Last week I received an award from NAMI Texas for portraying and advocating for mental illness. It was a huge honor of me, and I felt very validated. I think it was probably the best award I’ve ever received in all my life. But just days after winning, I was sobbing in my therapist’s office.
I feel like I have overcome something — being suicidal and getting help for my terrible depression and anxiety. I feel like I give good advice in my columns and blogs. I feel like my hard work has been noticed and that people are listening. But I’m a far cry from the “badass” in my columns or the rockstar everyone in NAMI thinks I am. I don’t mean to sound conceited or like I’m bragging; I only mean to highlight the dichotomy between healthy me and not-so-healthy me.
I’ve never claimed that I’m totally fixed or anything. As a matter of fact, I talk about how another depressive episode is likely and that I’ll never be “cured.” But surely I can take my own advice as I’m penning my innermost thoughts. No, I definitely don’t practice what I preach.
You see, today, as I was sobbing in my therapist’s office, we determined it was because I wasn’t being honest with myself. It was like I’d never met the Heather in the paper and on my blog. Red flags warning of relapse were flying by me, but I couldn’t have told you one healthy thing to do to fix it. Except go to my therapist’s, so I guess that counts.
Giving into my eating disorder is me lying to myself. Taking too much anxiety medication is me lying to myself. Cutting, sleeping too much, isolating — it’s all a big fat lie I tell myself to get by. And it never works.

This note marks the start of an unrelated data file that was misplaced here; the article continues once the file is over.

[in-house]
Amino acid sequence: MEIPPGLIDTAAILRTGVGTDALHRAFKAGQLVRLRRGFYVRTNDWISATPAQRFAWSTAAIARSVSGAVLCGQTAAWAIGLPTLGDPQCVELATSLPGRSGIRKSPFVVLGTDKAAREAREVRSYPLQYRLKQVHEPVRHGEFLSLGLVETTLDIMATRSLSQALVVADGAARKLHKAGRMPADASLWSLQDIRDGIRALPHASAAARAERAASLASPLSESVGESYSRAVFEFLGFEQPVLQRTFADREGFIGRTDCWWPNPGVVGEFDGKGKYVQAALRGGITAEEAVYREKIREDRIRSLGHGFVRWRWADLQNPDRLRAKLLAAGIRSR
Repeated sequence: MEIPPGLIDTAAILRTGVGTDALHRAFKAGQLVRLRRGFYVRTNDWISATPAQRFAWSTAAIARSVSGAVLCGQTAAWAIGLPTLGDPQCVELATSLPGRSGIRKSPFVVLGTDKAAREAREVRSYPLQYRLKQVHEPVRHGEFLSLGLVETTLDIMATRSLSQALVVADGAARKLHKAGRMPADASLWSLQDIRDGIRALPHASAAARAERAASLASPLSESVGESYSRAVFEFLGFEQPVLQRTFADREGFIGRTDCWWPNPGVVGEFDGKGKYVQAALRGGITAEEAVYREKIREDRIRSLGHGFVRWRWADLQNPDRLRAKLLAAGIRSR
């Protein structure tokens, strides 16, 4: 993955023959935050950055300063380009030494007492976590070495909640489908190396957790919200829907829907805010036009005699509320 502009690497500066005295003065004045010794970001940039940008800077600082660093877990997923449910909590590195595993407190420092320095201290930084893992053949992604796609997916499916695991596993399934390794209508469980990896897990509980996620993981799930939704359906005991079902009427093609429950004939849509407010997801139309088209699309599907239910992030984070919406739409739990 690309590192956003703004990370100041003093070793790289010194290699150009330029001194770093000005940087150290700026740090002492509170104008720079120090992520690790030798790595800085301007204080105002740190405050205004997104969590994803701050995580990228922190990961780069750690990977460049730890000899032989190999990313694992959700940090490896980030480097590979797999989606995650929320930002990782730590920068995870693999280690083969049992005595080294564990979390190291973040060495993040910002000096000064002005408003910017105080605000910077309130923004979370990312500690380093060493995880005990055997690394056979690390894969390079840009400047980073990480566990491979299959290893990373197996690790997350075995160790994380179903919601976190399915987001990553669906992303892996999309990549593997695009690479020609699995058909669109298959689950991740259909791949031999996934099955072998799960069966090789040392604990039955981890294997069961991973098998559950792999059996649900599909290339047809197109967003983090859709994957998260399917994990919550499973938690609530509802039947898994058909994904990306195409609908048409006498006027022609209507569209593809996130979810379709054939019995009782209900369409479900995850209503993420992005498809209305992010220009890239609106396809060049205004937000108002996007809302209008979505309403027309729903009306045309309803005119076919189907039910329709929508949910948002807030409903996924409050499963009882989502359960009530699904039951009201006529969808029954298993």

It’s just so goddamn painful being me sometimes that I will find any way I can to escape. So I do. But in the end it only hurts me and subsequently my friends and family.
My therapist says I have to sit with my feelings, in addition to being honest. I can’t just get uncomfortable and run (or overeat or get high). I have to sit there and explore what those feelings mean and find out who I really am. As I’m writing this, I’ve daydreaming of my next meal, or rather, what I can binge eat. That’ll make me feel good…for about five minutes.
I feel like a fraud. I feel like I’ve portrayed myself as a well-adjusted, healthy woman, but that’s just not the case. My journey with mental illness is far from over. Right now it’s very turbulent, and I might puke. It feels like I’ll never stop battling my demons.
I don’t know why it’s so painful being me, but I suspect it’s because I have a core belief that I’m not good enough, that I’m a bad person, and that fuels my compulsions and bad habits. I don’t know how to fix that though. I tell myself that I’m a good, worthy person, but it never seems to stick.
I’ve really got to dig deep right now and give myself some grace. I’m going to try meditating about my core beliefs. I’m going to try to dispel all the negative core beliefs and come up with new ones.
I can do this. I feel so close to a breakthrough, and it’ll be a long time coming. Before when I struggled with my anxiety and depression, I just accepted it and didn’t try to get better, not really. I would ignore all the demons in my head and pay the price of binge eating, abusing meds, etc. I’d cut myself, get new tattoos and compulsively shop. One months the credit card bill was over $10,000. Ludicrous.
It’s time I grow up, experience negative emotions and not ignore them. I have to get this right.
Because now it’s all wrong.